Water contamination and poor water quality have a direct and very significant impact on the nation's health – with water borne infections accounting for 70% of all common diseases impacting our national health. Providing access to safe drinking water and basic sanitation are critical for promoting health. Key targets in this regard include providing safe drinking water, sanitation and hygiene services for all, promoting water conservation, eliminating open defecation, domestic and industrial wastewater treatment and reuse, reducing pollution from water sources, water resource management, water related disaster resilience and sustainable extraction from water resources. The Government of Pakistan has signed a number of regional and global commitments in 2013 and 2014 and is committed to fulfilling these commitments and achieving Sustainable Development Goals (SDG's). The Planning Commission will coordinate between all stakeholders towards formulating an Integrated Water Resource Management Strategy. Another key determining factor for the growing gap between demand and supply arises from the continuing lack of adequate recognition of the economic value of water. This is reflected in our historical policies, which treated water availability almost exclusively as a supply-side problem, with a near-total neglect of demand side issues and rationalized water usage charges. The graph below demonstrates the dramatic change Pakistan has experienced – moving from a water abundant to a water scarce country within a single generation.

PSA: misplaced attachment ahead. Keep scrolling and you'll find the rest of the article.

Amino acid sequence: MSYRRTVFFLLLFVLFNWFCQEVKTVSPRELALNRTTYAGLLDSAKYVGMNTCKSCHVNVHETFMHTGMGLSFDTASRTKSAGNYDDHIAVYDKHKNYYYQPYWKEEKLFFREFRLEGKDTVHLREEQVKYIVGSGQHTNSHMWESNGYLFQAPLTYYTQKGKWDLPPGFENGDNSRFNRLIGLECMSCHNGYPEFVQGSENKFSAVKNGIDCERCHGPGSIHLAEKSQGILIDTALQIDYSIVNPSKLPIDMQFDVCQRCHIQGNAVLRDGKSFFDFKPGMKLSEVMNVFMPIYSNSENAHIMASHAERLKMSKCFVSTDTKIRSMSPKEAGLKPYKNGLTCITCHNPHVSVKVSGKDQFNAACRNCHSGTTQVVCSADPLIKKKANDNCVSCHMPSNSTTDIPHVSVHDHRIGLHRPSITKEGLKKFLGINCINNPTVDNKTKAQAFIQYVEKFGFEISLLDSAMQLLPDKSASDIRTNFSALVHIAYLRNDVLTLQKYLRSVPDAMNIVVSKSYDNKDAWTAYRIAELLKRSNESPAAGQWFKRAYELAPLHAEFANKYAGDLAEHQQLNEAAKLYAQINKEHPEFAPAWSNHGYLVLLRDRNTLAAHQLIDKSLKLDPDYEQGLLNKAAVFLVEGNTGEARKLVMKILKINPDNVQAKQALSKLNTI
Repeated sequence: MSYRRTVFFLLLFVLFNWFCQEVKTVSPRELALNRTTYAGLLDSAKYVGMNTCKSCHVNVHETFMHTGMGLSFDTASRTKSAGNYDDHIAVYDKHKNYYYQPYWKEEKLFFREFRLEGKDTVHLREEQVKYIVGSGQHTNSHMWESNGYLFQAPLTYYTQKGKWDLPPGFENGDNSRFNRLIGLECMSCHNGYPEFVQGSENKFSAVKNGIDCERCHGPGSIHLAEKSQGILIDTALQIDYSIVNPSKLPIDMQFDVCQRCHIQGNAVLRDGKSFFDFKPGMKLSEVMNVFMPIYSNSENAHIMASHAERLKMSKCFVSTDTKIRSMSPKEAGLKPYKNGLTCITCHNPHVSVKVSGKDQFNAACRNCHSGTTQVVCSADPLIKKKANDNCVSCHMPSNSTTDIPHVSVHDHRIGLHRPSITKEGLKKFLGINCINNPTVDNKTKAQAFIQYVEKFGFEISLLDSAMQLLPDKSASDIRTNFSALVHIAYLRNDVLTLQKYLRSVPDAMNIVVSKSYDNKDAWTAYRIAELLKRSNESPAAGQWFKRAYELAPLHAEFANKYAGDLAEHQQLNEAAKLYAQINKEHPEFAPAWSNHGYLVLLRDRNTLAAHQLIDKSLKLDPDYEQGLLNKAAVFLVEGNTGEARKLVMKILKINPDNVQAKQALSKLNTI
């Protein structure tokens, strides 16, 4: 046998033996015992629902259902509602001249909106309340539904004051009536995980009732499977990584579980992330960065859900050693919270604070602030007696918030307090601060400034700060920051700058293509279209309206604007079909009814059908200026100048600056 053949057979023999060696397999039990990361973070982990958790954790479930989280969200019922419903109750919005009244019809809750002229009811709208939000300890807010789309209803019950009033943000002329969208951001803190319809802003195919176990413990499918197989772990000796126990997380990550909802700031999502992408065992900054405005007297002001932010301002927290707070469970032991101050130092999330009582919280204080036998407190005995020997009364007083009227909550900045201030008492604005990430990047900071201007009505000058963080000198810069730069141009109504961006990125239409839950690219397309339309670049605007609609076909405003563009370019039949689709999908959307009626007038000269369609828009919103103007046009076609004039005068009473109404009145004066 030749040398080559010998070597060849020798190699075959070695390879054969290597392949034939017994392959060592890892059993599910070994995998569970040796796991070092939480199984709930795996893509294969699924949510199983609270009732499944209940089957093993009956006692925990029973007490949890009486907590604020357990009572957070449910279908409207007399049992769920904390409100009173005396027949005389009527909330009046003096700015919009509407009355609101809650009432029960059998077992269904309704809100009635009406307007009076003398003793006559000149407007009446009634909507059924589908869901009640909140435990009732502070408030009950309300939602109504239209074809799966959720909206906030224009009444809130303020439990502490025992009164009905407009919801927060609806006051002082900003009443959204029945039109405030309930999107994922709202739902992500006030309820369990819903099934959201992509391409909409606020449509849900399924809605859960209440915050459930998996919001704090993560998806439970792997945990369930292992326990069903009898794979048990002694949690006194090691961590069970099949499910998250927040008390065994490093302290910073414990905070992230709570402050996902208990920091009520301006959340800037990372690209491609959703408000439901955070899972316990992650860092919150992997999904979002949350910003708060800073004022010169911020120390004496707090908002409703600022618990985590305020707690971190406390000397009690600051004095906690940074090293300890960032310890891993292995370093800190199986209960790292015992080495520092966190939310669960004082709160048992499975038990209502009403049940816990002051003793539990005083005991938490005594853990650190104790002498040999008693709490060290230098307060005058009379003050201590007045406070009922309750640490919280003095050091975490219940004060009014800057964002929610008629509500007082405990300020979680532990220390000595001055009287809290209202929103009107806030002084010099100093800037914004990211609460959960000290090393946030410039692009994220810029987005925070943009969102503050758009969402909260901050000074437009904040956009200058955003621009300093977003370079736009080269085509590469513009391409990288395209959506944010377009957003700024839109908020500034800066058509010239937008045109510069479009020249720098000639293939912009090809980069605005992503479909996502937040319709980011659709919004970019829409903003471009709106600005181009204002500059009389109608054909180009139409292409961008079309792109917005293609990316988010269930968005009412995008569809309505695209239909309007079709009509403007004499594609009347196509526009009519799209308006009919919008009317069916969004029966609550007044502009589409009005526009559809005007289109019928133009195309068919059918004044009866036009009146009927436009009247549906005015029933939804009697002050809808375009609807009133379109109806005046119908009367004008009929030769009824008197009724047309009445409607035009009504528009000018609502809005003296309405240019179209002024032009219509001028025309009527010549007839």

"The Government of Pakistan has signed a number of regional and global commitments in 2013 and 2014 and is committed to fulfilling these commitments and achieving Sustainable Development Goals (SDG's)"
Pakistan's rising water demands are met by the Indus River System, supplying 180 billion cubic meters of water. The river system is sustained by glaciers in the Hindukush-Karakoram ranges, believed to be receding under influence of climate change and global warming. 75% of annual Indus river system supplies occur during three monsoon months and all access availability goes to the sea due to inadequate storage capacity. New reservoirs will be built quickly to ensure supplies during the rest of the year for agricultural, industrial and domestic consumption.
With approximately 95% of the water allocated to agriculture/rural areas, the need to adopt efficient and effective methods for its distribution, usage (and re-use), storage and quality is of paramount importance to sustain the country's economic and human/social wellbeing. Proper water pricing and crop-based price variations will to be used as tools for promotion of water efficient crops and discouraging wasteful crops particularly at the tail-end of various irrigation zones.